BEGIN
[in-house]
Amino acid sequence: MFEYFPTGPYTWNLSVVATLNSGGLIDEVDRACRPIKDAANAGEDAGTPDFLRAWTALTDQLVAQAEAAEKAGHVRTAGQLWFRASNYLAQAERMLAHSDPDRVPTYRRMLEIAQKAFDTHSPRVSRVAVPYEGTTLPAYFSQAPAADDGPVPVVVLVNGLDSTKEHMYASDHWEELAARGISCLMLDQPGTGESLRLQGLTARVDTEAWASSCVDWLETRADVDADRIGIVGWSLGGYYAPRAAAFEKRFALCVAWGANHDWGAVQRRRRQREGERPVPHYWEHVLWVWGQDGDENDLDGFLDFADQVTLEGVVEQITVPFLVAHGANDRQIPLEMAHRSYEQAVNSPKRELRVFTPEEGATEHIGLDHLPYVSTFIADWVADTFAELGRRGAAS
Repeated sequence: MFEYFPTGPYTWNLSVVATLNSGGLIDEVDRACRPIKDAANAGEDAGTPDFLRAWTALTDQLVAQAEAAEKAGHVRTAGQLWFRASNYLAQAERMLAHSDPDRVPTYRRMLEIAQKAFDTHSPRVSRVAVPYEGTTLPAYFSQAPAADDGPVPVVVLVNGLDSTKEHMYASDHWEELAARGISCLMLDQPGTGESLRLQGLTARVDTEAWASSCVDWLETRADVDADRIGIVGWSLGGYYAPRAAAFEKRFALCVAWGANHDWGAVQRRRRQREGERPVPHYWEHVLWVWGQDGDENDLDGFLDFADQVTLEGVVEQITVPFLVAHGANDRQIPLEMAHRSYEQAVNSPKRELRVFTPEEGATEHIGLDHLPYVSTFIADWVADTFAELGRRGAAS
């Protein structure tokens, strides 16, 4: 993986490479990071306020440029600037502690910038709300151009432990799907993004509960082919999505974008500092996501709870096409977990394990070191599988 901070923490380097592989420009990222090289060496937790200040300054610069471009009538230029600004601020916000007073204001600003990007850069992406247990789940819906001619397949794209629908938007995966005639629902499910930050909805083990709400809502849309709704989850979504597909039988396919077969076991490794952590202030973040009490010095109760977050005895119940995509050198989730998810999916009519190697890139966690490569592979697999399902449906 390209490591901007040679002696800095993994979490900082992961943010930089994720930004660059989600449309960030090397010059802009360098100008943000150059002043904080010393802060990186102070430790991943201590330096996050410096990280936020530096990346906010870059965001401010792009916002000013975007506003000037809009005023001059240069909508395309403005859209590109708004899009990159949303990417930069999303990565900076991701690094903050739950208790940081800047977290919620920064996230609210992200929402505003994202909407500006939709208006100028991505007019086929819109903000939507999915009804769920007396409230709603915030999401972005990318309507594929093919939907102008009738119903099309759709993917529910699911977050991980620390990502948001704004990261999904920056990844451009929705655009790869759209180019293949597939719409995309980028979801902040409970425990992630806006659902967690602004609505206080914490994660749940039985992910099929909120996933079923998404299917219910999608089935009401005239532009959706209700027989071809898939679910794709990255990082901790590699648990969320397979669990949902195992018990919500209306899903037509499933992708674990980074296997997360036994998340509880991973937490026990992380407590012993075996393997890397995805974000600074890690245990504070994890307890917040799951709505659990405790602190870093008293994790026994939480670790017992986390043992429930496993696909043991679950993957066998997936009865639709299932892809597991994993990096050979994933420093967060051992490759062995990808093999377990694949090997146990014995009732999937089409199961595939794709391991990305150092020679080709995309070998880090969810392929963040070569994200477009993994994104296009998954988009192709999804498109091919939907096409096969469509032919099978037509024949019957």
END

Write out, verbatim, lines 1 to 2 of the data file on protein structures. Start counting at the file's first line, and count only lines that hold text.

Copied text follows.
[in-house]
Amino acid sequence: MFEYFPTGPYTWNLSVVATLNSGGLIDEVDRACRPIKDAANAGEDAGTPDFLRAWTALTDQLVAQAEAAEKAGHVRTAGQLWFRASNYLAQAERMLAHSDPDRVPTYRRMLEIAQKAFDTHSPRVSRVAVPYEGTTLPAYFSQAPAADDGPVPVVVLVNGLDSTKEHMYASDHWEELAARGISCLMLDQPGTGESLRLQGLTARVDTEAWASSCVDWLETRADVDADRIGIVGWSLGGYYAPRAAAFEKRFALCVAWGANHDWGAVQRRRRQREGERPVPHYWEHVLWVWGQDGDENDLDGFLDFADQVTLEGVVEQITVPFLVAHGANDRQIPLEMAHRSYEQAVNSPKRELRVFTPEEGATEHIGLDHLPYVSTFIADWVADTFAELGRRGAAS